Leadership at universities (23 Feb 2015)

On 17 February 2015, Katherine Graham, the former special advisor to the provost and former dean of public affairs at Carleton University, published a thought-provoking piece on leadership in the Ottawa Citizen (link) that compels us to ask what constitutes leadership. Does leadership mean economic growth, spatial and temporal ordering, a hierarchical structure, willingness to take risks, being a member of an old boy’s club, or something else? I briefly explore definitions of leadership and how Carleton University has done or should do with each.

The most obvious definition of a leader uses spatial and temporal ordering. Whoever goes first is a leader; whoever follows them is not. In such a scheme, a leader is only defined by their followers. We should therefore not only have leadership programs, but also followership programs, such as boot camp. While this militaristic approach may be how many people perceive leadership, this is not consistent with the goals of universities, which strive for critical thought, innovation, originality, independence, and reflection.

Many governments see leadership as a stratum, divorced and above rank-and-file, much like Stephen Harper’s and Richard Nixon’s governments. There is little or no connection between leaders and backbenchers, let alone a connection with voters and students. This definition of leadership does not seem appropriate for universities, although is probably utilized.

Leadership often adheres to the orthodox economic model that growth is good. Whenever Carleton’s current provost talks of sustainability, he exclusively means economic sustainability, completely co-opting this lovely ecological term. As an example of embracing growth as a proxy for leadership, in its strategic mandate agreement (for which Katherine Graham was the nominal lead author), Carleton antithetically chose to focus growth on one of its true weaknesses, namely health science. Carleton does not have programs in human medicine, nursing, veterinary medicine, dentistry, pharmacy, epidemiology, nor even kinesiology. Until two years ago, Carleton’s health science department consisted of one plant (not animal) biochemist, who is currently the chair of that weak department. Sure that constitutes growth, at least of enrolments, but not sure how cultivating weaknesses constitutes leadership.

Leadership, especially with respect to hedge funds and real estate speculation, has often meant nothing more than risky gambling with other people’s money. Carleton chose to gamble $45 million dollars of its own monies for a new building for their unproven health science program.

Leadership has often meant being a member of an old boy’s club. Carleton’s leadership program certainly fits that bill. Although extolled by Katherine Graham as collaborative, equitable, and a way to bring together people across hierarchies, Carleton’s leadership program is the exact opposite. Carleton’s leader 1, 2, and 3 programs have been rigidly segregated. The first two are open to any employee. The third program is only open to people nominated by upper management and seems to be meant as an executive training program [see my earlier postings on this subject from 25 and 27 June 2014 here and here]. Furthermore, my guess is that Carleton spends ten to a hundred times more funds on leader 3 (executive training) than on leader 1 or 2 training.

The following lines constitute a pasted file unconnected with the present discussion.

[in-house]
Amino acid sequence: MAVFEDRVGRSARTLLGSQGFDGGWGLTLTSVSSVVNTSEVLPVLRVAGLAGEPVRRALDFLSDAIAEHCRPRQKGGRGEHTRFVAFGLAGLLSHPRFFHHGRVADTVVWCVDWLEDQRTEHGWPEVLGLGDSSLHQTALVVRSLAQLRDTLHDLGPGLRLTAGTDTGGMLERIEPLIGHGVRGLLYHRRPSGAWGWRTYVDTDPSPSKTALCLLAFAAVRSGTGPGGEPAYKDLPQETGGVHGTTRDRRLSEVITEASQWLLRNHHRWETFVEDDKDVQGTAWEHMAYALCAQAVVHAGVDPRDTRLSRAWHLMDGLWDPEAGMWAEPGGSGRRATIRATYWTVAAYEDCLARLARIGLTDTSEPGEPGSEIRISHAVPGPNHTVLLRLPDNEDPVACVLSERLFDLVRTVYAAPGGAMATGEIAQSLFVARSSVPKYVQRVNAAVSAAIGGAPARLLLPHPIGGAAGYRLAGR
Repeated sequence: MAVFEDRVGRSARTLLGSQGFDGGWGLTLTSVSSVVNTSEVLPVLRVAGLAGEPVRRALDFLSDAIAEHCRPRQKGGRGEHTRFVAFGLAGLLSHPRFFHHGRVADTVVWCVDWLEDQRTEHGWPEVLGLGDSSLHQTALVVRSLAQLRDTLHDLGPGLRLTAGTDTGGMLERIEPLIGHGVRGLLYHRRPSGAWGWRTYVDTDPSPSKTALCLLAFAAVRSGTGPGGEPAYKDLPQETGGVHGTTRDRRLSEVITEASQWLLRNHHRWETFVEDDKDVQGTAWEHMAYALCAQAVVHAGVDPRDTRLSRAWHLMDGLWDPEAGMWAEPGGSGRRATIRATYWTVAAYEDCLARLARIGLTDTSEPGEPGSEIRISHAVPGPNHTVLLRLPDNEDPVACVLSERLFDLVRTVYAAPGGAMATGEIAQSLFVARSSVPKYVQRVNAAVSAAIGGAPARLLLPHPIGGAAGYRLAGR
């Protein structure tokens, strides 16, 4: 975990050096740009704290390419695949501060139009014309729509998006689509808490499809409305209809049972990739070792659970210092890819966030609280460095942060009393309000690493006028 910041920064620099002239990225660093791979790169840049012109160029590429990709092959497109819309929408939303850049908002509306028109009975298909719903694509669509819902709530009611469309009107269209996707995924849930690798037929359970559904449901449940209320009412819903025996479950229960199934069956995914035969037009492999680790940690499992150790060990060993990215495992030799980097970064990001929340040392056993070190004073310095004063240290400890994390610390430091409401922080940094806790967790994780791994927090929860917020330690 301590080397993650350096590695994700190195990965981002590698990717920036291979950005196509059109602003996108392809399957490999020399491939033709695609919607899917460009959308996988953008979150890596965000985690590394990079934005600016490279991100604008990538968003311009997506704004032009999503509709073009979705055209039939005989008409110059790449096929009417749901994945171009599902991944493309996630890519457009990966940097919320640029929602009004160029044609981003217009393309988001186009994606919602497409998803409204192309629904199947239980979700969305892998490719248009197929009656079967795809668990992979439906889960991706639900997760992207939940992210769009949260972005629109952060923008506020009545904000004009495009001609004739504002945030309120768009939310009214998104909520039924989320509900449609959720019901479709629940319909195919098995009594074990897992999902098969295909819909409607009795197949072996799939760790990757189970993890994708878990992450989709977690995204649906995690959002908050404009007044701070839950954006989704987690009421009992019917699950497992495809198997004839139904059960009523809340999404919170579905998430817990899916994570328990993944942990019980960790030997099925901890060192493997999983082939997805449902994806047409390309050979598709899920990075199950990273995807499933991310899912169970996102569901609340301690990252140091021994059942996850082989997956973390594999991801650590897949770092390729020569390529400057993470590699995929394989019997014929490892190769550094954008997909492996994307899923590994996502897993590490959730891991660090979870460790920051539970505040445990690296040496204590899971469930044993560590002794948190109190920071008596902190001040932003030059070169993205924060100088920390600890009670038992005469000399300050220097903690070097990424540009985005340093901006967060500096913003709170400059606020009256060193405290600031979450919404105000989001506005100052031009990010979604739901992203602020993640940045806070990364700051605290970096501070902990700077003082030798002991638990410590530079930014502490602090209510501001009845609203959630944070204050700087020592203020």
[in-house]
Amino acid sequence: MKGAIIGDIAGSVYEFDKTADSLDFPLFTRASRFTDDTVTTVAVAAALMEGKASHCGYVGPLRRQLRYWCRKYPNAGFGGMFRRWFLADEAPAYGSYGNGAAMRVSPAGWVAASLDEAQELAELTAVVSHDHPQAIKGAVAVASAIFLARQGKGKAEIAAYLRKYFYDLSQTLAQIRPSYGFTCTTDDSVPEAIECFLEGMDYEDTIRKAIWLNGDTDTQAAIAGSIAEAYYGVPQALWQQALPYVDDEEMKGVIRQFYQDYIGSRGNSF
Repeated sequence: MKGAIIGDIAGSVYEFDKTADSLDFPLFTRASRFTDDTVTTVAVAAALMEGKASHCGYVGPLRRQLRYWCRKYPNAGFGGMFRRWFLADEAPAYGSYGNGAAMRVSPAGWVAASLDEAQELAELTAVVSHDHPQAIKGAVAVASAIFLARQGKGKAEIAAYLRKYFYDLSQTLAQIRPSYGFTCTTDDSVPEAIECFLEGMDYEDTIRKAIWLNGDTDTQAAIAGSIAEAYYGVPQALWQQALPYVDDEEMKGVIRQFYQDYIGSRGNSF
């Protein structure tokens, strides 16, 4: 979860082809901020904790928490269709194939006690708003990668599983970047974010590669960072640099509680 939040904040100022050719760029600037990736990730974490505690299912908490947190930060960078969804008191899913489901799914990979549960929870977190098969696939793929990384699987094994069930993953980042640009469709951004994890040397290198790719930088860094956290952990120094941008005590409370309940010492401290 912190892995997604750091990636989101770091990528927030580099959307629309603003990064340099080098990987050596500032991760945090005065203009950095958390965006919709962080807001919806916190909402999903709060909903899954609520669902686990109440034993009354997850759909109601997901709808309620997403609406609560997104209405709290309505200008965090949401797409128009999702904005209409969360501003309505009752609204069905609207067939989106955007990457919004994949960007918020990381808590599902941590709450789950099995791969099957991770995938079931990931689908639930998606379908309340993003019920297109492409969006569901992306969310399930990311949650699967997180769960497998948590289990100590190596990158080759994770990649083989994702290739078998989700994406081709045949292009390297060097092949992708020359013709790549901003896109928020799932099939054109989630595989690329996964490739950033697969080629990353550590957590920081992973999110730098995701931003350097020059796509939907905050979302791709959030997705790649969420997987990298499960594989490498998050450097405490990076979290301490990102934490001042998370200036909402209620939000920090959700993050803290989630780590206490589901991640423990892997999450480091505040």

I believe that leadership can and should be by example. As a university, does Carleton lead by example? Although aiming to be a research-intensive university, half of Carleton’s vice presidents do not have doctoral degrees [although, the two vice presidents without doctoral degrees are probably the best of our four vice presidents]. In fact, Katherine Graham, who was formerly an academic dean, does not have a doctoral degree. My dean has neither taught nor conducted research in many years, which hardly constitutes leadership by example, although he is probably very good at managing his four assistant and associate deans. Carleton’s academic deans, especially in science and engineering, hire a disproportionally small number of female faculty members, although they make up for that by hiring lots of female staff members and contract instructors, the latter of which don’t receive benefits. Decide for yourself whether that constitutes leadership by example.

One thing that definitely flies in the face of leadership is naked aggrandizement. But that is exactly what Katherine Graham provided in her 17 February 2015 Ottawa Citizen infomercial, in describing Carleton’s leadership program that she designed and implemented.

There is, however, brilliant leadership at Carleton University. Carleton’s current university president leads by example and seems to eschew old boys clubs. Emilie Cameron, Stacy Douglas, Danielle DiNovelli-Lang, and Ummni Khan have organized an amazingly dynamic informal interdisciplinary series in the social science and humanities. Chris Burn, who isn’t even a biologist, organized Darwin week to celebrate the sesquicentennial of the publication of the Origin of Species. There is a huge amount of grass roots leadership at Carleton, albeit mostly completely divorced from management. Maybe leadership at universities should mean structured anarchy sensu Peter Kropotkin. If universities really want to cultivate leadership, they need to cultivate freedom and stop cultivating conformity, propaganda, and pablum.

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